“It’s such a fantastic mechanism but we often take it for granted and don’t think of it as anything special, so I tried to get that across in the film. Of course, a lot of the sets representing various internal parts of the body were stylised but, even so, much of the film is completely accurate in the way things really look. For instance, our portrayal of the molecular structure of the body is astounding in its accuracy, it’s an amazingly abstract creation in itself so we didn’t have to stylise it. It was a very hard picture to make, and a very boring one to make. It was a very slow and laborious job because, for one thing, we had that big submarine to manipulate and shoot, and getting all those people wired-up and rehearsed for each shot. Then a wire would break and we’d have to start all over again. In a lot of shots we had to use blue backings for the traveling mattes and blue backings are always difficult to light. We’d hopefully get one set-up done in the morning and one in the afternoon and the rest of the time one just waited. The whole film took about a year to make – there were hundreds of days of actual shooting on it. But even so, I still love making big films – they’re a strain but then making any film is a strain.”

There was an enormous amount of research on Fantastic Voyage – an entire year of pre-production – so it’s as authentic as possible. They had doctors inspect the sets and they’d always know exactly what they were looking at. They even built a model of the heart which, at the time, was the largest working model of a heart ever built, about forty feet wide and thirty feet high and all of it moved! Usually, in a case like this, one would have used miniatures but Richard chose to use giant-scale models, but there were still so many technical problems. For instance, they were shooting three times normal speed in reverse with the camera sometimes upside-down or on its side, and Richard was forced to visualise how it was all going to appear on the screen.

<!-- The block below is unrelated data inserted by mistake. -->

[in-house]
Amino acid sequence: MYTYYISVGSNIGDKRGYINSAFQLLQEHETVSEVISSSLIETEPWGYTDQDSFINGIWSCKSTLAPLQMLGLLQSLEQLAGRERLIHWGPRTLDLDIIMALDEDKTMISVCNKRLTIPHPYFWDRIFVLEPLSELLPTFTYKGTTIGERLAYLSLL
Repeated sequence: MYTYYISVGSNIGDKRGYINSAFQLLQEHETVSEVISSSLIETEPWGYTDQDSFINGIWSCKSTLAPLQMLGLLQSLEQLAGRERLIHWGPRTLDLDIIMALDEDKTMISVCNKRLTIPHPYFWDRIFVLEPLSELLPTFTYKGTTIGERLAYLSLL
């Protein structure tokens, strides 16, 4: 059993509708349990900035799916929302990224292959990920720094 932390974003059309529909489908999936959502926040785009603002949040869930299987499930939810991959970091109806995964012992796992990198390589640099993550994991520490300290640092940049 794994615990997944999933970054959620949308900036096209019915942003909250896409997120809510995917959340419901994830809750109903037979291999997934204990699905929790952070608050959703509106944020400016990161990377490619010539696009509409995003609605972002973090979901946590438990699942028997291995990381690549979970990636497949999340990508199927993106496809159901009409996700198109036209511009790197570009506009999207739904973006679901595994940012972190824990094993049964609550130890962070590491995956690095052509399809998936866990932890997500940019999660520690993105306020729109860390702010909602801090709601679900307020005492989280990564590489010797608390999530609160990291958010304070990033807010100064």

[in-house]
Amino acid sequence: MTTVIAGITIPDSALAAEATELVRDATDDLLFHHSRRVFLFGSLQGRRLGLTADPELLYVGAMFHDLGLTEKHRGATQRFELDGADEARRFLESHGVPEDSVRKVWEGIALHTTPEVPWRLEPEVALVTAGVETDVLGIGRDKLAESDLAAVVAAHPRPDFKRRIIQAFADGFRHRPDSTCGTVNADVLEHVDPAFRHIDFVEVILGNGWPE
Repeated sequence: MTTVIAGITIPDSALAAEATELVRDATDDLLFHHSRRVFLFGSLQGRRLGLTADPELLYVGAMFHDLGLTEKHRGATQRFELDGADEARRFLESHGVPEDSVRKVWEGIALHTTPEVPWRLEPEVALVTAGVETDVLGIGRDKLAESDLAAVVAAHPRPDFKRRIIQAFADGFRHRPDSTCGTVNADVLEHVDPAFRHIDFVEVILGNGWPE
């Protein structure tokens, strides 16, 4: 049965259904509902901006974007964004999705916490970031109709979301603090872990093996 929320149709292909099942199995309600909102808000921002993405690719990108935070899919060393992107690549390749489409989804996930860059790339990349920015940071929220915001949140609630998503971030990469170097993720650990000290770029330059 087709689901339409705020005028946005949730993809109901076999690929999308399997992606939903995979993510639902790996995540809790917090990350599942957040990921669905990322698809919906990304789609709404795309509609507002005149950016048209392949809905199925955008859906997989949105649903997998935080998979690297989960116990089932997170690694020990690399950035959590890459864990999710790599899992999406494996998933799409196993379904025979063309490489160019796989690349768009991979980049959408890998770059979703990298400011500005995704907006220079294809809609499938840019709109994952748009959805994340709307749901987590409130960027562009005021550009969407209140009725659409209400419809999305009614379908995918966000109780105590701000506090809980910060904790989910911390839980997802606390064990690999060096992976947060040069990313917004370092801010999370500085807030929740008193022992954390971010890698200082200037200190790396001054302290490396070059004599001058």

Despite the basic absurdity of the plot, the film is a visual feast full of memorable images: The submarine Proteus hurtling down a Niagara Falls of liquid through the needle of a hypodermic syringe and into one of the patient’s arteries; The sight of red corpuscles transferring their precious cargoes of oxygen to the cells lining the wall of a blood vessel; The journey through the heart; The interior of the brain itself, which resembles a network of giant spider-webs pulsating with electrical flashes. The art directors on the film were Jack Martin Smith and Dale Hennessey, and the special effects were created by L.B. Abbott, Art Cruikshank and Emil Kosa Junior.

Part of the visual feast that Fantastic Voyage provided was an early glimpse on the screen of Raquel Welch. Clad in a white skin-tight wet-suit, she kept her male colleagues (Stephen Boyd, Donald Pleasance, Arthur Kennedy and William Redfield) aware of the fact that the human body can be a pretty amazing mechanism when seen from the outside as well. And it’s with that thought in mind I’ll ask you to please join me next week when I fish-out more celluloid slop from the wheelie-bin behind Fox Studios, and force-feed it to you without a spoon, all in the name of art for…Horror News! Toodles!

Fantastic Voyage (1966)

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About Nigel Honeybone